If you receive tips on the job from customers, you must include those tips in the
computation of your tax liability, if any. This includes tips directly from
customers, tips added to credit cards, and your share of tips received under a
tip-splitting agreement with other employees. The method for paying out charge tips
is determined by the employer. Charge tips can be distributed daily or accumulated
and paid through regular payroll. The value of noncash tips, such as tickets, passes,
or other items of value, is also subject to income tax.
If you receive $20 or more in tips in any one month, from any one job, you must report
your tips for that month to your employer. The report should only include cash,
check, and debit and credit card tips you receive. Your employer is required to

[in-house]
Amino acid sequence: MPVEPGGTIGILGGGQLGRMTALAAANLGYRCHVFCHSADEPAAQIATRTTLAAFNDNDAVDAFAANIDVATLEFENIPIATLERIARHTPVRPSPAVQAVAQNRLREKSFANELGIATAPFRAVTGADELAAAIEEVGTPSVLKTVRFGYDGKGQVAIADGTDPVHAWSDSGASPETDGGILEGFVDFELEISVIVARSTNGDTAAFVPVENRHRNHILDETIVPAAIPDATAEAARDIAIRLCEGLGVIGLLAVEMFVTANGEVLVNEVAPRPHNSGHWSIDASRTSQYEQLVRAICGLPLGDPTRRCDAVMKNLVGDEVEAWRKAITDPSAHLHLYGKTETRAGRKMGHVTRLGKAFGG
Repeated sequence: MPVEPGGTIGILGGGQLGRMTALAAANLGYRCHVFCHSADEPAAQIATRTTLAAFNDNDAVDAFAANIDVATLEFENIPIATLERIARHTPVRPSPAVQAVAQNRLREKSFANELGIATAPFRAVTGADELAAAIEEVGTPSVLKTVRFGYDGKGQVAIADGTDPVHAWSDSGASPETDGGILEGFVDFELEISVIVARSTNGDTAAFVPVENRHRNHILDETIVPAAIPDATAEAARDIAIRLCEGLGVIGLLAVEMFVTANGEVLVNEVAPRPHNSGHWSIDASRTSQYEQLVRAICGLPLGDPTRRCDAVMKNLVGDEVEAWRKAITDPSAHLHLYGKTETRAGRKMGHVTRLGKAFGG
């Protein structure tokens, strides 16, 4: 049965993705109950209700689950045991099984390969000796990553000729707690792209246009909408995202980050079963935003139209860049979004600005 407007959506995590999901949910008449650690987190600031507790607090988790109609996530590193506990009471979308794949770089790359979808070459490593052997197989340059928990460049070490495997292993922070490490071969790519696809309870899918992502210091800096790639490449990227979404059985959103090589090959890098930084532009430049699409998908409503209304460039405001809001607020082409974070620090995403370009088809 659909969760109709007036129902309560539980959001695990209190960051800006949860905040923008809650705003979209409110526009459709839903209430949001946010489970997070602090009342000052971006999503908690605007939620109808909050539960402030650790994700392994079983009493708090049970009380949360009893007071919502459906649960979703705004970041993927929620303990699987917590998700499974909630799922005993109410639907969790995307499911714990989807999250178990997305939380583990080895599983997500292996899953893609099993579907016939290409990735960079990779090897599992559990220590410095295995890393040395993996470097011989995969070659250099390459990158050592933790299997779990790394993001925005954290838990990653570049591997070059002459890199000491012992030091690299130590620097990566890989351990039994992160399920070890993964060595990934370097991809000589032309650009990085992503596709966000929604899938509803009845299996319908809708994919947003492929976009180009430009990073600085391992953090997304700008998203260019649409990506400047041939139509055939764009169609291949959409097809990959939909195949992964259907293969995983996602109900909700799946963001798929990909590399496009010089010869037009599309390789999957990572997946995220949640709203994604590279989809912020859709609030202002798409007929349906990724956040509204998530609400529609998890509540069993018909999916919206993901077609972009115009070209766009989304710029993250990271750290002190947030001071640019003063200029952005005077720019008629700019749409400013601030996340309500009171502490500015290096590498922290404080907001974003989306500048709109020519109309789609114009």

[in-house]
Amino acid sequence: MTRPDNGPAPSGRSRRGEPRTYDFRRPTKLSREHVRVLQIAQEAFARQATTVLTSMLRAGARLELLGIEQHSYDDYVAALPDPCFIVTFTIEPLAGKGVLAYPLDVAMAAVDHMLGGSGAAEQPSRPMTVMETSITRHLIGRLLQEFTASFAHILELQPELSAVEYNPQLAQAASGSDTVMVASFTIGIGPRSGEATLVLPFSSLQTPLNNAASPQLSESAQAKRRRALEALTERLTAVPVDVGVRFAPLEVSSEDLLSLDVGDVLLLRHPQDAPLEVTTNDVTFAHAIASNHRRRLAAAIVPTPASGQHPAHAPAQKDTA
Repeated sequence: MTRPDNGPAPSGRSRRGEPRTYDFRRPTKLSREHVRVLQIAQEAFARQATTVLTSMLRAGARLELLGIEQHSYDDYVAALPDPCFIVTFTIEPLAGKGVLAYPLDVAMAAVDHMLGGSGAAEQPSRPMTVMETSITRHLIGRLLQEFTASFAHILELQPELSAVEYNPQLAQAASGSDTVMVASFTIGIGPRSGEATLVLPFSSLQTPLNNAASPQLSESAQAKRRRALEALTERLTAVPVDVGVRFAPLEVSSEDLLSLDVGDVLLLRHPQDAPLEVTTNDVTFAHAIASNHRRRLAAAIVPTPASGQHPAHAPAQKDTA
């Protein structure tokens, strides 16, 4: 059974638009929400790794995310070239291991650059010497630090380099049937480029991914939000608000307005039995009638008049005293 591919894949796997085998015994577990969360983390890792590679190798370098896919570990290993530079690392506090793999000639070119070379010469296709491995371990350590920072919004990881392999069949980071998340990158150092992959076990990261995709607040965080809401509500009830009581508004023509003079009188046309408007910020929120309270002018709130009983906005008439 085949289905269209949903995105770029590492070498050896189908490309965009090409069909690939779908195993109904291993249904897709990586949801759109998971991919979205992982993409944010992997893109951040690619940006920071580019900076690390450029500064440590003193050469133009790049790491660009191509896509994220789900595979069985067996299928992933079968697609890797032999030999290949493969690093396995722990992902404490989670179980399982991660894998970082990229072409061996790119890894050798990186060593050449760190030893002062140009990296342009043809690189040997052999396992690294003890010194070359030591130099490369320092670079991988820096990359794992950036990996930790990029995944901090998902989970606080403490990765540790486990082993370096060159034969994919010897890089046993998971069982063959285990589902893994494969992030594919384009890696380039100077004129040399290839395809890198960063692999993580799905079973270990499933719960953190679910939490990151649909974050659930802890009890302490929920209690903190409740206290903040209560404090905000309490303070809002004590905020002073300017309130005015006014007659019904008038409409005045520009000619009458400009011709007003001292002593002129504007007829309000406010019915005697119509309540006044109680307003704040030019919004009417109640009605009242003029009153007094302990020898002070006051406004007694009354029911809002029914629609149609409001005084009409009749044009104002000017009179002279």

withhold federal income, Social Security, and Medicare taxes on the reported tips.
You are not required to report the value of any noncash tips to your employer, but
they are taxable.
This publication is distributed with the understanding that the author, publisher and
distributor are not rendering legal, accounting or other professional advice or
opinions on specific facts or matters, and, accordingly, assume no liability
whatsoever in connection with its use. The information contained in this newsletter
was not intended or written to be used and cannot be used for the purpose of (1)
avoiding tax-related penalties prescribed by the Internal Revenue Code or (2)
promoting or marketing any tax-related matter addressed herein. © 2014